The current balance, with her husband and ex-EBTG band mate Ben Watt, is that he works on material with the Buzzin Fly and Strange Feeling labels. This means Thorn has a greater independence musically. “We both find that it works better,” she says. “After all this time, if you’re living together and working together as a group, people would always say to us ‘was it difficult’. To be honest it was difficult some of the time, and I think we were quite lucky to make it work for as long as we did. There does come a time in life when you just don’t want to be spending every single minute of the day together, and so it can become a bit claustrophobic. In many ways it is better now, because we’ve got independent things that we do within work, and then we come together and have our family life together. It means you’ve got stuff to talk about at the end of the day, because you haven’t done every single thing together. It is easier.”

Thorn’s deal with EMI, which saw her complete the well received Into The Woods album in 2007, is long gone. “That came to an end, that deal, and I decided that given I’m not touring any more, and I’m not trying to compete at a mainstream level, that it didn’t make any sense to be on a major label. They’re great for when that is what you’re trying to do, and they have the machinery in place to help you achieve that, but when you’re not trying that it’s like using a sledgehammer to crack a nut, and you find you’re constantly saying no to things. The last two records have come out on Ben’s label, and that’s the level I want to be at, and I don’t have to defend not going on tour or being on telly.”

It is a sound musical arrangement, too. “I don’t feel under any time pressure, so there’s no sense that I have to have an album out every 18 months, and it feels like I make use of Ben’s label, so as and when I feel like making something the label is there to put it out.” Does she write much at the moment? “The kids are getting older, so there is a bit more time. There are plenty of hours in the day, so it’s just a question of sometimes finding enough time to carve out a sense of separation from family life, because it can be quite all-consuming. Even though there might be a couple of hours it’s not always enough to get a sense of separation, so sometimes I have to take myself off. You have to be a bit selfish to be able to write, to be able to get away from it all without having to wonder about what somebody wants to eat or anything.”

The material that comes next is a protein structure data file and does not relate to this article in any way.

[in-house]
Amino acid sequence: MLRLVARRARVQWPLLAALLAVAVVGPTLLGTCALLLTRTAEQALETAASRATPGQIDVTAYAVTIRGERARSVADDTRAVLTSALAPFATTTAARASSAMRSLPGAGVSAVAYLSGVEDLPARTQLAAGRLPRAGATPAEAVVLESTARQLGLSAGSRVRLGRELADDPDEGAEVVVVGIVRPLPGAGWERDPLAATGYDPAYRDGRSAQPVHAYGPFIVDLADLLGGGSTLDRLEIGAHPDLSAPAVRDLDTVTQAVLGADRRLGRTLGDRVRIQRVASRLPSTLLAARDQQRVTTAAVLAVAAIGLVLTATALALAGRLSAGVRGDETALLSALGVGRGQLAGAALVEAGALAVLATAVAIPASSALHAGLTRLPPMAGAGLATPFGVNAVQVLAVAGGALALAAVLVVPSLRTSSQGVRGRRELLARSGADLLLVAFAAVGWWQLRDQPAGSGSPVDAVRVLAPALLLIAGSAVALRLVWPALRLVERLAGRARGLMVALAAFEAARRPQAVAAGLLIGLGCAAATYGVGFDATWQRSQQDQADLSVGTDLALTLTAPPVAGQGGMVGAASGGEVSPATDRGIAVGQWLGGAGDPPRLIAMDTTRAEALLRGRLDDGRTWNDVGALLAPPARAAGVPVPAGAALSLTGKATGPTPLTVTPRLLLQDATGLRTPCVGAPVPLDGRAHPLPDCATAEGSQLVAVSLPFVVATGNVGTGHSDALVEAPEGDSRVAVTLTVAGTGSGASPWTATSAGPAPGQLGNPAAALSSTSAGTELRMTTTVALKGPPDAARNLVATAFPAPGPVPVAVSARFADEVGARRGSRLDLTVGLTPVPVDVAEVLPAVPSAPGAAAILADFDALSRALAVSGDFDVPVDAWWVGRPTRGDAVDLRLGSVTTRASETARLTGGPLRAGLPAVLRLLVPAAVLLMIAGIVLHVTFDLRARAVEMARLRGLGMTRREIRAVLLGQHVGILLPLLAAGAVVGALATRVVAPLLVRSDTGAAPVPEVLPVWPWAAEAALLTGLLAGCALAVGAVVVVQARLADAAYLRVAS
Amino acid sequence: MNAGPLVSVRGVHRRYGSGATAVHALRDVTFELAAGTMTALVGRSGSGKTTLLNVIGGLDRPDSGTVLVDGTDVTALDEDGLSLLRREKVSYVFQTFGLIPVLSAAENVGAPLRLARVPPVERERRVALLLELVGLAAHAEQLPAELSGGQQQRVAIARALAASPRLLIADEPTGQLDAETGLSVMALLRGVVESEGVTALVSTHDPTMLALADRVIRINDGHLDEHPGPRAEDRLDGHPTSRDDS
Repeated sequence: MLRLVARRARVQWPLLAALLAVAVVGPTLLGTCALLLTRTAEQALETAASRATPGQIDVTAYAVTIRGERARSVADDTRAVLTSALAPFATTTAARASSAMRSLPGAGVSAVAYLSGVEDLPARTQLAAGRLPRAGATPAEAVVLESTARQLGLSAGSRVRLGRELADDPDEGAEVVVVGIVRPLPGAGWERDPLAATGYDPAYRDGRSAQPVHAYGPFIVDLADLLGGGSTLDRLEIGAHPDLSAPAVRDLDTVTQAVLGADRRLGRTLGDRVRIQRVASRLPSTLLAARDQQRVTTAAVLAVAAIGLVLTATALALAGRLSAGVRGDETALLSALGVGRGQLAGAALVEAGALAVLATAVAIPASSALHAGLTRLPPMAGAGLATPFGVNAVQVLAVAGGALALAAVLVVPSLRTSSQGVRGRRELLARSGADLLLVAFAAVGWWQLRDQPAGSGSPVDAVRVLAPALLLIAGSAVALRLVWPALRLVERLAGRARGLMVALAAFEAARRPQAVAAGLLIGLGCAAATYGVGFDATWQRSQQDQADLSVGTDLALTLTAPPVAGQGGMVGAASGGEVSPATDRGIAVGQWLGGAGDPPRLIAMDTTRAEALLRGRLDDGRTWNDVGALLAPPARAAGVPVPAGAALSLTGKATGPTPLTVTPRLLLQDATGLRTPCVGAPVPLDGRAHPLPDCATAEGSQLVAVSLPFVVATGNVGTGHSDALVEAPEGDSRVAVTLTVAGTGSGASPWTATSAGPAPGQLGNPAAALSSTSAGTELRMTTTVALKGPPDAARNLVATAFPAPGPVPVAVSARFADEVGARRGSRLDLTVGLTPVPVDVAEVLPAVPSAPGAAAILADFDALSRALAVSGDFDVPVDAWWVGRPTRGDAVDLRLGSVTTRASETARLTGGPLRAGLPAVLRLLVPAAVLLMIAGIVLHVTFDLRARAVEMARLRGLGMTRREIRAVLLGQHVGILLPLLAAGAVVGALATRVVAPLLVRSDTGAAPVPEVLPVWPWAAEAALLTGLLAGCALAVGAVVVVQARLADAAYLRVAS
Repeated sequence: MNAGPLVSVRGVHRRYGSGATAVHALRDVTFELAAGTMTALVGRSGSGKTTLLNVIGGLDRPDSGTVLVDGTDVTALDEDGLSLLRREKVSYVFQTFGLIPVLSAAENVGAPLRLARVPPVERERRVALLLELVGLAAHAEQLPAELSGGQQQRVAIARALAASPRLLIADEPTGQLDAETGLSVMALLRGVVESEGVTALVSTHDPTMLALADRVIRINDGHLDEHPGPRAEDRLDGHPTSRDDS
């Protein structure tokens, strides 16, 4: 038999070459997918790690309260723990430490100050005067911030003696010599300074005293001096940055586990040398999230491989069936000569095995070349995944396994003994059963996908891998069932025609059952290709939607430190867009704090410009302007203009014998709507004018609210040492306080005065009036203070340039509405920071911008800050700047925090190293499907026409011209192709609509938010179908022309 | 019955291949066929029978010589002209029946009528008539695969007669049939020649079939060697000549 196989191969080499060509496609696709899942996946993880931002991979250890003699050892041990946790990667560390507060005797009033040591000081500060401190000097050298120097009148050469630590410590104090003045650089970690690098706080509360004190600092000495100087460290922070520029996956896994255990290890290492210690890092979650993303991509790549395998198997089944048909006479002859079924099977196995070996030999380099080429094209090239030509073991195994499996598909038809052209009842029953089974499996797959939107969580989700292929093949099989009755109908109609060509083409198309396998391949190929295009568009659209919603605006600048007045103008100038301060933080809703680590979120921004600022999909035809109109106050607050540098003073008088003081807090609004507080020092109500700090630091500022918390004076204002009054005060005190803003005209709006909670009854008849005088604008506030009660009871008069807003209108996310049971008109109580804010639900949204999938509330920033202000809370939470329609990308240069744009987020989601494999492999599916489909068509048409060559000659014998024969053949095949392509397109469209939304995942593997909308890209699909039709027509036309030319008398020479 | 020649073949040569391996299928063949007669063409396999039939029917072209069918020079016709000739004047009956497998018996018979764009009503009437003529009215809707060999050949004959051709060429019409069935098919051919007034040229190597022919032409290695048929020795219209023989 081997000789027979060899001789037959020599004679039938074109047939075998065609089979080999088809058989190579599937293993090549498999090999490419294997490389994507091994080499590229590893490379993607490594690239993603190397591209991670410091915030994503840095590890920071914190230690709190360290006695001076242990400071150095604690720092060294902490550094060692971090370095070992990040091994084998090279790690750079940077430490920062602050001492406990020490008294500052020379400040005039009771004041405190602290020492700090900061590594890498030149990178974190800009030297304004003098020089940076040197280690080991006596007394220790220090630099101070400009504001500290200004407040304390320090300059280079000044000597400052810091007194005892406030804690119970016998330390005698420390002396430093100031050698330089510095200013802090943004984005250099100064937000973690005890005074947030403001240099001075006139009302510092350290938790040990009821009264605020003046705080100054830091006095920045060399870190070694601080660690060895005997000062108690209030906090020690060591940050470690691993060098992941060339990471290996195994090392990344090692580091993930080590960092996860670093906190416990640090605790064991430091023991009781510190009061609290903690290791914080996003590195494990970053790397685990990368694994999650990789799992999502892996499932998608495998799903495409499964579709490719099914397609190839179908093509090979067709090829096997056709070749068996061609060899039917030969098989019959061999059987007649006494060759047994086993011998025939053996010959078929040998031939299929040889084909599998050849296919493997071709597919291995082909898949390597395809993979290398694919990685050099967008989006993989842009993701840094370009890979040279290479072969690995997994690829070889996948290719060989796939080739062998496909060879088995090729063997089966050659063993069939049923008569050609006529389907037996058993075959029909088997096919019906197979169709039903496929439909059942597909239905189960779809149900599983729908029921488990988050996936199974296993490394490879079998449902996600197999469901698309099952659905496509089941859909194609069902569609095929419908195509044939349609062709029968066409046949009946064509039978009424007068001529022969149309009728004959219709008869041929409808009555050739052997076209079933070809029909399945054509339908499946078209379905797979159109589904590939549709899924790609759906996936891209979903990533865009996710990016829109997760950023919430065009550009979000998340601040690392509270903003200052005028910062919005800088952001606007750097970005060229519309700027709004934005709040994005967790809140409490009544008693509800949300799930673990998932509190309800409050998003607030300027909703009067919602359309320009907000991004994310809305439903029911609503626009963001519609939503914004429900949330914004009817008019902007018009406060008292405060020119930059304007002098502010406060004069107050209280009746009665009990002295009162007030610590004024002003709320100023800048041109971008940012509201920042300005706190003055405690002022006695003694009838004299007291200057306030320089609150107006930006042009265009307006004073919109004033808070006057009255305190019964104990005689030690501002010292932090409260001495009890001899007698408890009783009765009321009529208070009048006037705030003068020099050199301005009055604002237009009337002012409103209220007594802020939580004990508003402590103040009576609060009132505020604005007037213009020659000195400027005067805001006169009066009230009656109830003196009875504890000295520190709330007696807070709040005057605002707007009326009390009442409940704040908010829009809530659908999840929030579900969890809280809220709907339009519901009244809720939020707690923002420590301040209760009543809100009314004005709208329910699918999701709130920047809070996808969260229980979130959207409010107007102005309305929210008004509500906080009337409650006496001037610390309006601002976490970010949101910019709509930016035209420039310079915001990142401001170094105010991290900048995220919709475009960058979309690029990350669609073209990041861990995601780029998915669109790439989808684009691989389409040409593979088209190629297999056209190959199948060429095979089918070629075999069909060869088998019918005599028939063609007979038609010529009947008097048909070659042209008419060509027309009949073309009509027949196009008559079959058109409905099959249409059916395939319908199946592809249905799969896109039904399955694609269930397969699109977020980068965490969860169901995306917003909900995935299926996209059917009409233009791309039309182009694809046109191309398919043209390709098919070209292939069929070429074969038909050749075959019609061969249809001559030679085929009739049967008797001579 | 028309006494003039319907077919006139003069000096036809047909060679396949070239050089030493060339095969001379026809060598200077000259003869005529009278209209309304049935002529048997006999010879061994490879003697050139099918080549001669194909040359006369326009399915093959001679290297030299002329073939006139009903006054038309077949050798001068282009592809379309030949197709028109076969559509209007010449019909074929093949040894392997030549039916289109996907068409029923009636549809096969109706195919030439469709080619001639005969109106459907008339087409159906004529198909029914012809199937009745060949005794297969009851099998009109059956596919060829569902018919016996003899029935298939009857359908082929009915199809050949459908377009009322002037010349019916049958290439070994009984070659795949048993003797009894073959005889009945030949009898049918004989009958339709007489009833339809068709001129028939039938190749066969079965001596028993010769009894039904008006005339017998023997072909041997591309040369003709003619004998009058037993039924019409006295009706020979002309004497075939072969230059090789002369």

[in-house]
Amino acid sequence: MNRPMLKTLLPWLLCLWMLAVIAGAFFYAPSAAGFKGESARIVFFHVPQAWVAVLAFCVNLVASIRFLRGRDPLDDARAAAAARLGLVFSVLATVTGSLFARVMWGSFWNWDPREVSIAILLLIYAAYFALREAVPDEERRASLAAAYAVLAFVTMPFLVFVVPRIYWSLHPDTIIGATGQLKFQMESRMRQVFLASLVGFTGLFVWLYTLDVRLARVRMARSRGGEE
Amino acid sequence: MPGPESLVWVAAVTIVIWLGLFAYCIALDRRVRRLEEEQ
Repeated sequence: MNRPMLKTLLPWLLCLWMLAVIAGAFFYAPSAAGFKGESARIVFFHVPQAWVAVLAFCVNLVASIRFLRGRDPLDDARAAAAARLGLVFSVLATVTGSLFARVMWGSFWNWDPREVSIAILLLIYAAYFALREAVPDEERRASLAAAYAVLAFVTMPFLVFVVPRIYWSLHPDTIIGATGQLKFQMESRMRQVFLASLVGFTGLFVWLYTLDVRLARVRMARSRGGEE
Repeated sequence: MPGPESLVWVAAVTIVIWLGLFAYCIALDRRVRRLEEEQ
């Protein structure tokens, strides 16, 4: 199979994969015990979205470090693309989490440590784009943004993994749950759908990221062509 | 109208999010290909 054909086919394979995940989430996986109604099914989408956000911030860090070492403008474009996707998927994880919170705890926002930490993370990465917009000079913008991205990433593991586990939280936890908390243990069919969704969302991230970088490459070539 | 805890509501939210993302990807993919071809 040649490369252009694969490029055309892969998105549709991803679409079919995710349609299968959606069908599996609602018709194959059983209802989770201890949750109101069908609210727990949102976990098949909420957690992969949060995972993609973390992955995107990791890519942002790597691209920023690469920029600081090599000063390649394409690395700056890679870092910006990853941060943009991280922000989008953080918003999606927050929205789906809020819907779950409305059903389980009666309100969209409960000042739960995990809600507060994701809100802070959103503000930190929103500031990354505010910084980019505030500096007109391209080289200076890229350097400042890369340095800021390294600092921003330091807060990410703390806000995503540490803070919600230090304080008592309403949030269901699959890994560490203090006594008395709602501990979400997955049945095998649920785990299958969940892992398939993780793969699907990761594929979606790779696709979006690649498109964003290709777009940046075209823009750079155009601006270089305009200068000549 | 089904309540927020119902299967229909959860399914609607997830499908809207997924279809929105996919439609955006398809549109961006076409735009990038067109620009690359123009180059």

As for the memoir, writing a book rather than a song was an enlightening experience for her. “I really enjoyed it. It reminded me more of being at university and writing essays, where you’ve obviously got to be more expansive than when you’re writing songs, where it’s all about economy and getting things down in as few words as possible. I enjoy that thing about gathering your own material, and making sense of it all, getting things in the right order to make it coherent. It was a bit of mental discipline. I got it to the stage where I thought it was finished and was more confident with it, and then I found an agent and sent it to her, she made a few suggestions that I agreed with, and then sent it to the publisher who liked it just as it was.”

Tracey Thorns album Tinsel And Lights is out now on Strange Feeling. Her advent calendar contains insights into the album as well as free downloads.

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Interview: Tracey Thorn